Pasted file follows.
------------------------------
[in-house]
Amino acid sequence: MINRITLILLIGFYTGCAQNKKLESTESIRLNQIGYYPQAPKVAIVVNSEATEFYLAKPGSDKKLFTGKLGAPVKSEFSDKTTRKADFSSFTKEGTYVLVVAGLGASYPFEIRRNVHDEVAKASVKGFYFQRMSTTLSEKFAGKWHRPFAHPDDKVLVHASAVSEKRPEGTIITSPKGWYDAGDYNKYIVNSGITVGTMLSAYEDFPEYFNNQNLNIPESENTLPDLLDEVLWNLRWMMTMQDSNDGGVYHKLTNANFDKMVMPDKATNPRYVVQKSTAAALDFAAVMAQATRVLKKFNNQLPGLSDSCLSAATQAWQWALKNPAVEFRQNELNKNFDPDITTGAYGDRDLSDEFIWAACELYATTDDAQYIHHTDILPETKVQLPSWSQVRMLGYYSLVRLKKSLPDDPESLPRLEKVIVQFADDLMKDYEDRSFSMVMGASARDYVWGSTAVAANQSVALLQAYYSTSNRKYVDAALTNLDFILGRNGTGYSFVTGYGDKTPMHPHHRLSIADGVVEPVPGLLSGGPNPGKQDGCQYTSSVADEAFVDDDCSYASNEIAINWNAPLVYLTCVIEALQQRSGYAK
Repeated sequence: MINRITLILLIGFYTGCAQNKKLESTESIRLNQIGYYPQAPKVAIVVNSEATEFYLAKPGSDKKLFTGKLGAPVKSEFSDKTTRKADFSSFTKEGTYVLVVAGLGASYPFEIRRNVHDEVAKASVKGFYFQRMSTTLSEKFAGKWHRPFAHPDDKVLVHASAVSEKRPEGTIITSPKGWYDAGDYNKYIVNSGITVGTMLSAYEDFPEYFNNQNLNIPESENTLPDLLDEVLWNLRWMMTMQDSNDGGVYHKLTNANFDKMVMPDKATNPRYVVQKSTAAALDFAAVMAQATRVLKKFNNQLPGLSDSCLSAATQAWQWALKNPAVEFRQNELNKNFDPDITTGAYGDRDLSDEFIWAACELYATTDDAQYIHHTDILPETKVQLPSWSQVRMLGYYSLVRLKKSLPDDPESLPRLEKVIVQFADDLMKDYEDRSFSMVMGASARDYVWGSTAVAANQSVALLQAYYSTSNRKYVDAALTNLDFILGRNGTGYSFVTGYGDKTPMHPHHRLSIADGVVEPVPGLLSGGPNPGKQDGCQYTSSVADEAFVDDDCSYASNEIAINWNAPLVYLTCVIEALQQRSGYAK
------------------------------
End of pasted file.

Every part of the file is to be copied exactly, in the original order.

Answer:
[in-house]
Amino acid sequence: MINRITLILLIGFYTGCAQNKKLESTESIRLNQIGYYPQAPKVAIVVNSEATEFYLAKPGSDKKLFTGKLGAPVKSEFSDKTTRKADFSSFTKEGTYVLVVAGLGASYPFEIRRNVHDEVAKASVKGFYFQRMSTTLSEKFAGKWHRPFAHPDDKVLVHASAVSEKRPEGTIITSPKGWYDAGDYNKYIVNSGITVGTMLSAYEDFPEYFNNQNLNIPESENTLPDLLDEVLWNLRWMMTMQDSNDGGVYHKLTNANFDKMVMPDKATNPRYVVQKSTAAALDFAAVMAQATRVLKKFNNQLPGLSDSCLSAATQAWQWALKNPAVEFRQNELNKNFDPDITTGAYGDRDLSDEFIWAACELYATTDDAQYIHHTDILPETKVQLPSWSQVRMLGYYSLVRLKKSLPDDPESLPRLEKVIVQFADDLMKDYEDRSFSMVMGASARDYVWGSTAVAANQSVALLQAYYSTSNRKYVDAALTNLDFILGRNGTGYSFVTGYGDKTPMHPHHRLSIADGVVEPVPGLLSGGPNPGKQDGCQYTSSVADEAFVDDDCSYASNEIAINWNAPLVYLTCVIEALQQRSGYAK
Repeated sequence: MINRITLILLIGFYTGCAQNKKLESTESIRLNQIGYYPQAPKVAIVVNSEATEFYLAKPGSDKKLFTGKLGAPVKSEFSDKTTRKADFSSFTKEGTYVLVVAGLGASYPFEIRRNVHDEVAKASVKGFYFQRMSTTLSEKFAGKWHRPFAHPDDKVLVHASAVSEKRPEGTIITSPKGWYDAGDYNKYIVNSGITVGTMLSAYEDFPEYFNNQNLNIPESENTLPDLLDEVLWNLRWMMTMQDSNDGGVYHKLTNANFDKMVMPDKATNPRYVVQKSTAAALDFAAVMAQATRVLKKFNNQLPGLSDSCLSAATQAWQWALKNPAVEFRQNELNKNFDPDITTGAYGDRDLSDEFIWAACELYATTDDAQYIHHTDILPETKVQLPSWSQVRMLGYYSLVRLKKSLPDDPESLPRLEKVIVQFADDLMKDYEDRSFSMVMGASARDYVWGSTAVAANQSVALLQAYYSTSNRKYVDAALTNLDFILGRNGTGYSFVTGYGDKTPMHPHHRLSIADGVVEPVPGLLSGGPNPGKQDGCQYTSSVADEAFVDDDCSYASNEIAINWNAPLVYLTCVIEALQQRSGYAK